The Logistics of Trucking in a Post-COVID-19 Era

The rise in consumer demand requires a new approach to ensure that shipments are received in a timely manner and shipper-carrier relationships remain intact.

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The Coronavirus disease (COVID-19) pandemic has pressure-tested the strength of U.S. logistics infrastructure systems and the processes that support them. In the past year alone, we have seen skyrocketing shipping costs, inventory delays, driver shortages and port congestion that has exacerbated the aforementioned points. As a result of these issues, trucking companies have had to adapt to difficult circumstances to manage these extraordinary disruptions. To do so, more transportation companies have looked to technology to address these concerns and remain agile when faced with a new bottleneck.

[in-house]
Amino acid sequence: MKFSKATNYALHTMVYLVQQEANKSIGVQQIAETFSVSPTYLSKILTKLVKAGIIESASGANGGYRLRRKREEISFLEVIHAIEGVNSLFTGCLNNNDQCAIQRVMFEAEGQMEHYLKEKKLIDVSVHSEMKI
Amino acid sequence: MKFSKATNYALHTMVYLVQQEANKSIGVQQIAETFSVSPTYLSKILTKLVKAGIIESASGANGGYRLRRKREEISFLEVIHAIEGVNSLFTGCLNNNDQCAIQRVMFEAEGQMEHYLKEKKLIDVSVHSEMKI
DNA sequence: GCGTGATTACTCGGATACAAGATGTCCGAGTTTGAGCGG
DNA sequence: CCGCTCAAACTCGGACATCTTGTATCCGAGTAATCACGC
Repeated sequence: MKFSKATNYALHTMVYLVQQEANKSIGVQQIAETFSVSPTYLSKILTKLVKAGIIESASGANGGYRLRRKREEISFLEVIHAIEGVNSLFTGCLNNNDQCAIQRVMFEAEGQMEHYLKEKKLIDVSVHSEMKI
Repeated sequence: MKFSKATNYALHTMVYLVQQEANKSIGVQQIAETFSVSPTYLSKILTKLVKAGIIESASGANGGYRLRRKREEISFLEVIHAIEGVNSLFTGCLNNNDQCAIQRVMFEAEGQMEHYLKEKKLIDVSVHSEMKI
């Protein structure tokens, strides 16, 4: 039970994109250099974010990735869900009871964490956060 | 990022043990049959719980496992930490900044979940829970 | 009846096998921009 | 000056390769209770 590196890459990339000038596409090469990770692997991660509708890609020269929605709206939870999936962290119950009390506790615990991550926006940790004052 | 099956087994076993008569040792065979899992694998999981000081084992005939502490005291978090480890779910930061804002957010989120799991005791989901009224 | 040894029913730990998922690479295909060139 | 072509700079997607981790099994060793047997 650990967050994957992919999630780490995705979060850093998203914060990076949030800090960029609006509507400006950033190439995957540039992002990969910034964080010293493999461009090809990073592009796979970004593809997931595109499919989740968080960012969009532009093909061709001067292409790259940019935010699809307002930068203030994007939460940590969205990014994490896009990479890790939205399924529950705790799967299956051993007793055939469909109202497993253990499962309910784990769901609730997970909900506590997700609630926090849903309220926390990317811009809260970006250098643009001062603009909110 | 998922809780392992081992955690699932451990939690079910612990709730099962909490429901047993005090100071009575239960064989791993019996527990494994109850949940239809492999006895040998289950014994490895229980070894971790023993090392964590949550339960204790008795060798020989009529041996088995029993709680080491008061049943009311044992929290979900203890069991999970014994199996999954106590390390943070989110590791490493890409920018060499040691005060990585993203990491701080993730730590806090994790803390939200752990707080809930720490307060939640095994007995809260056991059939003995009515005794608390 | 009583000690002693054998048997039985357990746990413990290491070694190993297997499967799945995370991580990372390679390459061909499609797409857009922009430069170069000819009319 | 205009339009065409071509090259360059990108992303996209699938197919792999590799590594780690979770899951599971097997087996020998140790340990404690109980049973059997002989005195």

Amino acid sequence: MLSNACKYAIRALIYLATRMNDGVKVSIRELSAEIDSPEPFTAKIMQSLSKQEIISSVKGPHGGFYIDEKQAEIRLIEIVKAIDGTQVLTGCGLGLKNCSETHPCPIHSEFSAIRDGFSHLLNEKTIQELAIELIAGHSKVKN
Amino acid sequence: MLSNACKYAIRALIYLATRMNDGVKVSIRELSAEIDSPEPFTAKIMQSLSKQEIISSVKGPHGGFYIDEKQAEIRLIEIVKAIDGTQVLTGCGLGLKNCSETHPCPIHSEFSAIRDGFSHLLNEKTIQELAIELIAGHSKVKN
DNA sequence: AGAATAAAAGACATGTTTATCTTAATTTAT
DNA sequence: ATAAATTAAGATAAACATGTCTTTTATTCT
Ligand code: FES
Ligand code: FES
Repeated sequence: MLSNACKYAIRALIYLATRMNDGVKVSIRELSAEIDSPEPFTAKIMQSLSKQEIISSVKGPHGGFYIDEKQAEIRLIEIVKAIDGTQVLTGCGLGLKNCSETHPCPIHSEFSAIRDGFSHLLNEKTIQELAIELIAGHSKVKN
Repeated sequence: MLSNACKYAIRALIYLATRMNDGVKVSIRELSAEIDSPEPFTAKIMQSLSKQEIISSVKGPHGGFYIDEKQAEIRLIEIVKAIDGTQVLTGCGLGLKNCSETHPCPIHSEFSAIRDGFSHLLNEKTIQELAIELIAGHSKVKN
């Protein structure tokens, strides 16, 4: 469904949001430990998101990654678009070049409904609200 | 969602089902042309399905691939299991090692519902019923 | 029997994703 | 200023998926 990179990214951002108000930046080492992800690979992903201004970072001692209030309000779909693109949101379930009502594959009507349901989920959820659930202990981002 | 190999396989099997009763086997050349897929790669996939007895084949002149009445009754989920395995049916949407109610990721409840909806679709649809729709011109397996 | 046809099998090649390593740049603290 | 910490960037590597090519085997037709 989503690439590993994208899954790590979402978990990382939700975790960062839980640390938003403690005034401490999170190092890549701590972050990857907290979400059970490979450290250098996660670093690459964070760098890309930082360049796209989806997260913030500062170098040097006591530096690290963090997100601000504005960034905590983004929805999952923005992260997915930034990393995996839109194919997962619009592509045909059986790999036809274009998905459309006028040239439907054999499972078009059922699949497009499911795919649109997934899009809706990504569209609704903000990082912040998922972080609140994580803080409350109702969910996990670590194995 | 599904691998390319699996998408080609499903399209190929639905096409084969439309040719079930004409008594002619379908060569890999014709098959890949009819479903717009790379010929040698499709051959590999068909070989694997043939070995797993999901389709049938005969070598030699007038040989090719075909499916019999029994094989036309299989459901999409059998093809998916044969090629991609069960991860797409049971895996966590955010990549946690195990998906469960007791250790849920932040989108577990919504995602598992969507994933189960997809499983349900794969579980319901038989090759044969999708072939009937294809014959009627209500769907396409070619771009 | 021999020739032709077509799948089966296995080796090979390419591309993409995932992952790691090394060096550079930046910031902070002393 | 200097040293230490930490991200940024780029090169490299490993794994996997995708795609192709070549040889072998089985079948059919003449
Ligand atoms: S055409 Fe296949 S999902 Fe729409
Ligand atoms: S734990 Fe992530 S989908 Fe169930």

The logistics industry has seen a significant increase in delayed shipments, shortages of critical materials and difficulties in scaling production capacity to meet consumer demand. Shipping costs have also increased across the board while warehouses, distribution centers and transloading facilities operate at their full capacity, reducing availability nationwide. At shipping ports, worsening container dwell times have led to increased congestion. Drayage companies have seen these issues compounded by a driver shortage due to forced retirement and a significant drop in new driver license training due to pandemic limitations. Simply put, the number of new CDL drivers is not keeping up with consumer demand, which has led to higher costs and more delays.